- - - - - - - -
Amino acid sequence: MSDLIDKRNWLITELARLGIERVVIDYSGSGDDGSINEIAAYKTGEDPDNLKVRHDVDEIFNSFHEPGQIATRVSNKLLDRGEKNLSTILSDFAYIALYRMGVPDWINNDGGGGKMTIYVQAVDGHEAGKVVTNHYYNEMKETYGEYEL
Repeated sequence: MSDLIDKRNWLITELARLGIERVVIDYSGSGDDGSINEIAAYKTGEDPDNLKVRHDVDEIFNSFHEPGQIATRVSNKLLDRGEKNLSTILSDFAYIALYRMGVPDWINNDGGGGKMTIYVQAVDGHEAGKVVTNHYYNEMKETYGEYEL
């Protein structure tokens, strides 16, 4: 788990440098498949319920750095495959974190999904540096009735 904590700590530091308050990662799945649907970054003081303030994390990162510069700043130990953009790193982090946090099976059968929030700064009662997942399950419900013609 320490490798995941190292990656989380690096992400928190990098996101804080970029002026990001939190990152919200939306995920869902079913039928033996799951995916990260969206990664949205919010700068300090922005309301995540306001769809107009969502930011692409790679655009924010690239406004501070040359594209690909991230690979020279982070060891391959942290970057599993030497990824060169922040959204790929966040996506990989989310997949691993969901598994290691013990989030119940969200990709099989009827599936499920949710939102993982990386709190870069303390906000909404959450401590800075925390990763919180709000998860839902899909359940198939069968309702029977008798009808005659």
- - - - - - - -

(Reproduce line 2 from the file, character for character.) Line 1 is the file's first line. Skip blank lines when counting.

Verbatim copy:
Repeated sequence: MSDLIDKRNWLITELARLGIERVVIDYSGSGDDGSINEIAAYKTGEDPDNLKVRHDVDEIFNSFHEPGQIATRVSNKLLDRGEKNLSTILSDFAYIALYRMGVPDWINNDGGGGKMTIYVQAVDGHEAGKVVTNHYYNEMKETYGEYEL